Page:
"I dahn't t'ink it's a culture or music t'ing," says Wayne Morgan, manager of Big Family Lounge. "I t'ink it's a t'ing where someone has a problem wit' someone else and sees dem out at a party, and daht happens in all kind of clubs." Big Family Lounge hasn't heard a gunshot in a long day. There are scuffles, but rarely does it come to shots -- not any more than in any other club. Maybe less, he says. But the stereotypes endure, and this is what keeps the White crowd downtown, for the most part. If a dancehall show goes east of Peabody's or the Rhythm Room, only the boldest White people will show their faces.
A White kinda thing
Ras (short for "Rastafari") Carl, balding and browning under a bad cabana shirt, resembles a baked potato with a blond goatee. He's had a dancehall-reggae radio show on John Carroll University's station for six years now and travels to Cleveland from Canton every Thursday to do it. Reggae "really seems to have, like, a super-deep vibe," he says, sitting in a studio at the station, previewing music for his show. "Some of it is even from the Bible." Ras Carl plays dancehall music of a more spiritual vein, commonly called "roots." It espouses back-to-Africa ideals and is considered sacred by devout Rastafarians of any color.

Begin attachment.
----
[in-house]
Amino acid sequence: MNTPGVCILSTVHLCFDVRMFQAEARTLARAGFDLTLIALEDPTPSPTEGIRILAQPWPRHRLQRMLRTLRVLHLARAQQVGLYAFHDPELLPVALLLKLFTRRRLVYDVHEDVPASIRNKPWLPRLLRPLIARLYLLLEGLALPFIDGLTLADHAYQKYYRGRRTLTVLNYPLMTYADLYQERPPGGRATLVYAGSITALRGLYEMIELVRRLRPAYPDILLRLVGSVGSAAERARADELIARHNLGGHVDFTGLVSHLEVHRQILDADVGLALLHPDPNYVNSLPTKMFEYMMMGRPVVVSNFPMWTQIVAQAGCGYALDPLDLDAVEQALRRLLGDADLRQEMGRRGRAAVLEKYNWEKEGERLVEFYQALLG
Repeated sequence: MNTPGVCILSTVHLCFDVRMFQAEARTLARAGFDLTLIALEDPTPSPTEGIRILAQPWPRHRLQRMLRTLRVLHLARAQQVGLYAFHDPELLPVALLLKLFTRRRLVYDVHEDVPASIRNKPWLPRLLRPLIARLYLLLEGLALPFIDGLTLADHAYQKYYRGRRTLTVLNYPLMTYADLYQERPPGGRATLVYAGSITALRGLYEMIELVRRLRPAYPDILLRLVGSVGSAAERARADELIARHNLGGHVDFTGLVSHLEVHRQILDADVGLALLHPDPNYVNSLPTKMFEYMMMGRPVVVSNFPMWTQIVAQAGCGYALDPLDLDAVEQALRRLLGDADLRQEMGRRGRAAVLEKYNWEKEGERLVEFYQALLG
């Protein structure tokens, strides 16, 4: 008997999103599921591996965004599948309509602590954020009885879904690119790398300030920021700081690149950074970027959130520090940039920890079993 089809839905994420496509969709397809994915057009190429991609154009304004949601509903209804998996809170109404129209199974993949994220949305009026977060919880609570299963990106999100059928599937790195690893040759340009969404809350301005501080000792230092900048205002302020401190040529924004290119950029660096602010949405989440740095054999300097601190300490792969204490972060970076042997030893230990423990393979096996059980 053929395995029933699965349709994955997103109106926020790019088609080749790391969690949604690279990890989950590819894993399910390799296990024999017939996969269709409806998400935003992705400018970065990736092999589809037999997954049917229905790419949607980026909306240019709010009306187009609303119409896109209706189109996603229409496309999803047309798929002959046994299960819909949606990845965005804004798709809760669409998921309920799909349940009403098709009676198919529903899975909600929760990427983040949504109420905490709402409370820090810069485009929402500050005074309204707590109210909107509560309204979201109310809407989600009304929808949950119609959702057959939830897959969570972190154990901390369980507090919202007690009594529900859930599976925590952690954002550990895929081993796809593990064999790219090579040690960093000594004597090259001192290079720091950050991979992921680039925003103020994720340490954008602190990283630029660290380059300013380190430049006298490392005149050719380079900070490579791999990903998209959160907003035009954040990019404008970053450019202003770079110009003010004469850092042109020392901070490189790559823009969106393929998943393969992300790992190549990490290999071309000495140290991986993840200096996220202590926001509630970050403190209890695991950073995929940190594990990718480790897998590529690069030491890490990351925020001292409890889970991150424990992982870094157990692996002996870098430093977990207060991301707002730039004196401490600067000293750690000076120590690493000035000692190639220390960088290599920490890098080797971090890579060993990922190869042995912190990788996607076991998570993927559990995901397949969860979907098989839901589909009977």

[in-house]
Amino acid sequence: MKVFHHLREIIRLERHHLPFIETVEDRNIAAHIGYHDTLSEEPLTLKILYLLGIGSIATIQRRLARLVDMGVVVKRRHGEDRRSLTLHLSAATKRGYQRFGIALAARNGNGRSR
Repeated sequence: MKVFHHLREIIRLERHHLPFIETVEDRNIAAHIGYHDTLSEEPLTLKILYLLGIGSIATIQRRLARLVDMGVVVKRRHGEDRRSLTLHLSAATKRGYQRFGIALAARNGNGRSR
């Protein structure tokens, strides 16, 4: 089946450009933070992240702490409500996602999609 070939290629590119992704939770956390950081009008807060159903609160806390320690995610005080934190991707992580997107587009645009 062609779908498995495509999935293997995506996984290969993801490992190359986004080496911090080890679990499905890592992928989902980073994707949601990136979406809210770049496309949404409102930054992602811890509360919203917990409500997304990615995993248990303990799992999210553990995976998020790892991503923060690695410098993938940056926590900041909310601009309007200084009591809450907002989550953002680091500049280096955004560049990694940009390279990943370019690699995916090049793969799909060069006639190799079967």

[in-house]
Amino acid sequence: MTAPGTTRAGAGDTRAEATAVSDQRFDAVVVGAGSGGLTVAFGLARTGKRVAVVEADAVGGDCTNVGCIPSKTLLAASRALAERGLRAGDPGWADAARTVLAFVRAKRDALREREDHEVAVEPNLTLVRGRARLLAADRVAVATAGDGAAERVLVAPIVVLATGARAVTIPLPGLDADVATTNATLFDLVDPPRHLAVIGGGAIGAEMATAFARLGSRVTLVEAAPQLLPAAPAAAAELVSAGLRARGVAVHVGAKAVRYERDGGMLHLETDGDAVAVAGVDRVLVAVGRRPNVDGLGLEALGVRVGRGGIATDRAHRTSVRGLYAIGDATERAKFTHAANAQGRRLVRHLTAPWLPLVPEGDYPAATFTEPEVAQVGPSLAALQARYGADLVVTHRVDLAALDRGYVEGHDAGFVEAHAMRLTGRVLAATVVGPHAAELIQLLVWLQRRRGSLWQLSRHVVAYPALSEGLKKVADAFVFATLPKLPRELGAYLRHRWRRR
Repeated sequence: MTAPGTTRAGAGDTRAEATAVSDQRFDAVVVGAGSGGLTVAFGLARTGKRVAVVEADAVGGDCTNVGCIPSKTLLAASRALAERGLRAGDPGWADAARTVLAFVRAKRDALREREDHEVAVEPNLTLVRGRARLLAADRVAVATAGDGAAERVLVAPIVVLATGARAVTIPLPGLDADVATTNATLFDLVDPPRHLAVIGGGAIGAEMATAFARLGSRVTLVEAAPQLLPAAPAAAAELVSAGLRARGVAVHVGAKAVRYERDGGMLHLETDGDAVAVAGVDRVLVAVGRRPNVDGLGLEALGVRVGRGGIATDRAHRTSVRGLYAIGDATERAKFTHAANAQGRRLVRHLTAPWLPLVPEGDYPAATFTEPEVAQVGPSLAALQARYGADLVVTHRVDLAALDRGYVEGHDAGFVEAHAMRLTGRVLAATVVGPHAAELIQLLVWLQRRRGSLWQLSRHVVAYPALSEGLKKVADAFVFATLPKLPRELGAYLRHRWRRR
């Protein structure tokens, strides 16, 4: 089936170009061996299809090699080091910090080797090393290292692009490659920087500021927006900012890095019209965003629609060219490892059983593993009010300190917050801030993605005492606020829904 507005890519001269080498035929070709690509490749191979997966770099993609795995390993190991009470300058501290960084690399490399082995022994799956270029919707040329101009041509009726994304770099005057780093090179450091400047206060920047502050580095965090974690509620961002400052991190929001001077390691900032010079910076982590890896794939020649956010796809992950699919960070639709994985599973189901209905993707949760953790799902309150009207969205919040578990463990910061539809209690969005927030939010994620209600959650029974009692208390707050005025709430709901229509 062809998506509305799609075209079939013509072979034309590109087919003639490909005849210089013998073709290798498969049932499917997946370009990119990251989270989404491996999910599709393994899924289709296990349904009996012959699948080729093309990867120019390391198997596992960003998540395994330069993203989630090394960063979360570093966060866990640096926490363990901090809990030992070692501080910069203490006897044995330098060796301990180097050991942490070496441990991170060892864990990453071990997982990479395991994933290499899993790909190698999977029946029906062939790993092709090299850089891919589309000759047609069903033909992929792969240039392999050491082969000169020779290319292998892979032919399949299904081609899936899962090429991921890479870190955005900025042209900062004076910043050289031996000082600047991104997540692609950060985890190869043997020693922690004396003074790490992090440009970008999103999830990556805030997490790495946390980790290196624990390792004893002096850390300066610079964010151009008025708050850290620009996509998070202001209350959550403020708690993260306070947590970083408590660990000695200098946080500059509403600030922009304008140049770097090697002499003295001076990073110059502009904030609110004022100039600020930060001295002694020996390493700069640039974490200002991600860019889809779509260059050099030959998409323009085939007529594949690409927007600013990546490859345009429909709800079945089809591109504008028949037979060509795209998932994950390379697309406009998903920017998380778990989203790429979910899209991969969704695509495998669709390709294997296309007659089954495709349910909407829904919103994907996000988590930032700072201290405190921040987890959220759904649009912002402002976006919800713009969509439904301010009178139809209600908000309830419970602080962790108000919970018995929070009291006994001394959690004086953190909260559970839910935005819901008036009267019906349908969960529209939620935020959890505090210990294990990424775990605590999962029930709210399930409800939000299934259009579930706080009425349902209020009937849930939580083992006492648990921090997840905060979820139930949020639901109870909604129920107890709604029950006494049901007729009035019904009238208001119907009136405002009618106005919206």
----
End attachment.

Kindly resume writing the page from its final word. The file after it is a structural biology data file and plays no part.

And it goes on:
Carl's first exposure to reggae was seeing Peter Tosh open up for the Rolling Stones. Near the end of his set, Tosh passed a foot-long spliff into the audience. But Carl really only embraced the music after hearing it at college parties.
Rich Lowe, who was turned on to Bob Marley when he was 16, has had his reggae radio show on Case Western Reserve's WRUW for close to 20 years. He looks a bit like Richie Cunningham, but Lowe is among the most respected dancehall-music authorities in Cleveland.
Lowe has never spoken in a fake "Yah, mon" patois or been caught wearing a knitted Rasta hat. Ras Carl, well . . . he's got that accent going, on the air. He carries the revered moniker of Ras, when he is not, in fact, a Rastafarian. His radio talk is peppered with faux Jamaicanisms when he has never been to Jamaica. He is, in his own words, "a white guy that just likes to play a certain kind of dancehall reggae." Many West Indians take offense when they hear non-Jamaicans of any color parrot a fake patois, but Carl doesn't see himself among the offenders.